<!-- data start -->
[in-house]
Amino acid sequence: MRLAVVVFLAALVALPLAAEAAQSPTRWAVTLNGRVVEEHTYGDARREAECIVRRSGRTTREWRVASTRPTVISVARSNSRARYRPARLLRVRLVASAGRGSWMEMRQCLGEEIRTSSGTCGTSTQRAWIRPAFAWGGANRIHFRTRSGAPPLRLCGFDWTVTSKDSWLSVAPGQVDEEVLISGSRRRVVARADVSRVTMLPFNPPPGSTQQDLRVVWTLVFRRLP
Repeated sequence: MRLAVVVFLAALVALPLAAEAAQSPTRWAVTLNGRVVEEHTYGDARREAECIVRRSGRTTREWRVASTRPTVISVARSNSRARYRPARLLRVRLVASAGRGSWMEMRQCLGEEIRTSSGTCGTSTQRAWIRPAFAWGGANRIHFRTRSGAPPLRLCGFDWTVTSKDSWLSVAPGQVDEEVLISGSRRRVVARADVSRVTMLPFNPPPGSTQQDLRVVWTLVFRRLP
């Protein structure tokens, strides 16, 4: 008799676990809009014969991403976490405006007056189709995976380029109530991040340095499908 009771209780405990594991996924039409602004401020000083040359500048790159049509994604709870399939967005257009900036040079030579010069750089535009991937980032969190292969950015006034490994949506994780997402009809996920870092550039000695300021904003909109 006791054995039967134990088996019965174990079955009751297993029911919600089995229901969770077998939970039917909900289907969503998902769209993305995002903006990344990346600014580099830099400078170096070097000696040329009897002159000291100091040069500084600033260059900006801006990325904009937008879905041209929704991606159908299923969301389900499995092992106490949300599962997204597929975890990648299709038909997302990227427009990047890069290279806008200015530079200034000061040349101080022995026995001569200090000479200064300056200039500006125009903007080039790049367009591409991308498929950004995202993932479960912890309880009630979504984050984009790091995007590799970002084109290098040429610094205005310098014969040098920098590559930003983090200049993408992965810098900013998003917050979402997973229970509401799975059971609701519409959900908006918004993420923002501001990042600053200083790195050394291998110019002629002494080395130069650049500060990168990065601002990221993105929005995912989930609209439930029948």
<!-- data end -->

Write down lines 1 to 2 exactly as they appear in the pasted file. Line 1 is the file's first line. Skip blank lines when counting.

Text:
[in-house]
Amino acid sequence: MRLAVVVFLAALVALPLAAEAAQSPTRWAVTLNGRVVEEHTYGDARREAECIVRRSGRTTREWRVASTRPTVISVARSNSRARYRPARLLRVRLVASAGRGSWMEMRQCLGEEIRTSSGTCGTSTQRAWIRPAFAWGGANRIHFRTRSGAPPLRLCGFDWTVTSKDSWLSVAPGQVDEEVLISGSRRRVVARADVSRVTMLPFNPPPGSTQQDLRVVWTLVFRRLP